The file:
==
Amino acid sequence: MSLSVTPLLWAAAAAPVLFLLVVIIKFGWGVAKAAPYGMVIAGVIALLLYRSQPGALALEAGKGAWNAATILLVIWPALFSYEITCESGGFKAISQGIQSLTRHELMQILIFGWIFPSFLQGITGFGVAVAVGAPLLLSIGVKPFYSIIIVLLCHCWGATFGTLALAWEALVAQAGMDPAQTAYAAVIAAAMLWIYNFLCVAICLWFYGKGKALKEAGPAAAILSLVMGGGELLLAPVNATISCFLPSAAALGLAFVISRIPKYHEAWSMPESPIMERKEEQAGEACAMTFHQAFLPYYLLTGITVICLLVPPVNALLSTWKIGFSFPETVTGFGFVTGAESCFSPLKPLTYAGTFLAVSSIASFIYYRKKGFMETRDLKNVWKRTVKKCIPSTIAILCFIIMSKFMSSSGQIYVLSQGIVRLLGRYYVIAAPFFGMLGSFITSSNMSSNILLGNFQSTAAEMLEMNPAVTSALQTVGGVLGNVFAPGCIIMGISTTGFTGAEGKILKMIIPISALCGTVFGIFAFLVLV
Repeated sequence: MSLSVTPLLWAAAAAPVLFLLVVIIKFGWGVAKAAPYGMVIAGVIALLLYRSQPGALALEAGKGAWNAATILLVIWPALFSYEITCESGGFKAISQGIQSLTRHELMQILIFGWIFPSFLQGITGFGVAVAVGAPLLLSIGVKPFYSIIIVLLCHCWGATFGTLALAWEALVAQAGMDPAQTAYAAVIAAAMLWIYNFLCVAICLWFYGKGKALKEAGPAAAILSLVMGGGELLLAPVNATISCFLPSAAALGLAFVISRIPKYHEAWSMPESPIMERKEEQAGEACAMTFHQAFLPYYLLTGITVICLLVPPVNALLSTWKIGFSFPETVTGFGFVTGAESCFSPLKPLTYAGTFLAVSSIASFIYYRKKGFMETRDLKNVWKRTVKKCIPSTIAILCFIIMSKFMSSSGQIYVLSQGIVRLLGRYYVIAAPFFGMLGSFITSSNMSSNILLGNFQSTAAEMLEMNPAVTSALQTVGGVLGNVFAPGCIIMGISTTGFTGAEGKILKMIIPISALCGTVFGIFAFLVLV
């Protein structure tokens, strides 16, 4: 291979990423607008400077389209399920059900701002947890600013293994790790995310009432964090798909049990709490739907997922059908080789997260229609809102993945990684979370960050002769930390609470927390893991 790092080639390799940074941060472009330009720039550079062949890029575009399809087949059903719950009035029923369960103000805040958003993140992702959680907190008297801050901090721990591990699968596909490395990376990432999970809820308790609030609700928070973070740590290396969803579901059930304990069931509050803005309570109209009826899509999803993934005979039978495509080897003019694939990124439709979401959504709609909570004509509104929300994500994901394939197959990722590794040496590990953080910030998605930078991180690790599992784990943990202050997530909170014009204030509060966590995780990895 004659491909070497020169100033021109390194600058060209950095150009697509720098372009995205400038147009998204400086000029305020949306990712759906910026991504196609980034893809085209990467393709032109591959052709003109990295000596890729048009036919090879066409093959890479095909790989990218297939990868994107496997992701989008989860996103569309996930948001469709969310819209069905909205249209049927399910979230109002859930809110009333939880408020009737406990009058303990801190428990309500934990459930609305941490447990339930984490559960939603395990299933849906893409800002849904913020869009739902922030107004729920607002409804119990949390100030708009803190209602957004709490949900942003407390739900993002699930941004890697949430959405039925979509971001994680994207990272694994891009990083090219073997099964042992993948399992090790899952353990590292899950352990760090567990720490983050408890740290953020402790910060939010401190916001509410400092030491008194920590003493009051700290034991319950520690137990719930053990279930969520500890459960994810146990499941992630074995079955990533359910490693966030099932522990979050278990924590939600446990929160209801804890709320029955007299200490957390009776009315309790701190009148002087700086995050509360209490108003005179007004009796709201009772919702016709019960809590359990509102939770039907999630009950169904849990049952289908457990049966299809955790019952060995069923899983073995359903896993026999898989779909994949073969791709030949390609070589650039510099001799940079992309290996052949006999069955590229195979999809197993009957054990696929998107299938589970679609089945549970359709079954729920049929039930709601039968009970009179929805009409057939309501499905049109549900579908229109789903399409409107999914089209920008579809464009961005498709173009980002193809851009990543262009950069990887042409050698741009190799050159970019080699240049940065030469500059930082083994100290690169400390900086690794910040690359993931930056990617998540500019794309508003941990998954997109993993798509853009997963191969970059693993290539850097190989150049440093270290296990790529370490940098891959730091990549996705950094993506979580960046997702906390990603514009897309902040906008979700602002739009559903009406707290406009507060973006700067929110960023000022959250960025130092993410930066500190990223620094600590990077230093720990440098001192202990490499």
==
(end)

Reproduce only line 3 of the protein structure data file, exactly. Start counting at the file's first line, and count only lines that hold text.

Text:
């Protein structure tokens, strides 16, 4: 291979990423607008400077389209399920059900701002947890600013293994790790995310009432964090798909049990709490739907997922059908080789997260229609809102993945990684979370960050002769930390609470927390893991 790092080639390799940074941060472009330009720039550079062949890029575009399809087949059903719950009035029923369960103000805040958003993140992702959680907190008297801050901090721990591990699968596909490395990376990432999970809820308790609030609700928070973070740590290396969803579901059930304990069931509050803005309570109209009826899509999803993934005979039978495509080897003019694939990124439709979401959504709609909570004509509104929300994500994901394939197959990722590794040496590990953080910030998605930078991180690790599992784990943990202050997530909170014009204030509060966590995780990895 004659491909070497020169100033021109390194600058060209950095150009697509720098372009995205400038147009998204400086000029305020949306990712759906910026991504196609980034893809085209990467393709032109591959052709003109990295000596890729048009036919090879066409093959890479095909790989990218297939990868994107496997992701989008989860996103569309996930948001469709969310819209069905909205249209049927399910979230109002859930809110009333939880408020009737406990009058303990801190428990309500934990459930609305941490447990339930984490559960939603395990299933849906893409800002849904913020869009739902922030107004729920607002409804119990949390100030708009803190209602957004709490949900942003407390739900993002699930941004890697949430959405039925979509971001994680994207990272694994891009990083090219073997099964042992993948399992090790899952353990590292899950352990760090567990720490983050408890740290953020402790910060939010401190916001509410400092030491008194920590003493009051700290034991319950520690137990719930053990279930969520500890459960994810146990499941992630074995079955990533359910490693966030099932522990979050278990924590939600446990929160209801804890709320029955007299200490957390009776009315309790701190009148002087700086995050509360209490108003005179007004009796709201009772919702016709019960809590359990509102939770039907999630009950169904849990049952289908457990049966299809955790019952060995069923899983073995359903896993026999898989779909994949073969791709030949390609070589650039510099001799940079992309290996052949006999069955590229195979999809197993009957054990696929998107299938589970679609089945549970359709079954729920049929039930709601039968009970009179929805009409057939309501499905049109549900579908229109789903399409409107999914089209920008579809464009961005498709173009980002193809851009990543262009950069990887042409050698741009190799050159970019080699240049940065030469500059930082083994100290690169400390900086690794910040690359993931930056990617998540500019794309508003941990998954997109993993798509853009997963191969970059693993290539850097190989150049440093270290296990790529370490940098891959730091990549996705950094993506979580960046997702906390990603514009897309902040906008979700602002739009559903009406707290406009507060973006700067929110960023000022959250960025130092993410930066500190990223620094600590990077230093720990440098001192202990490499």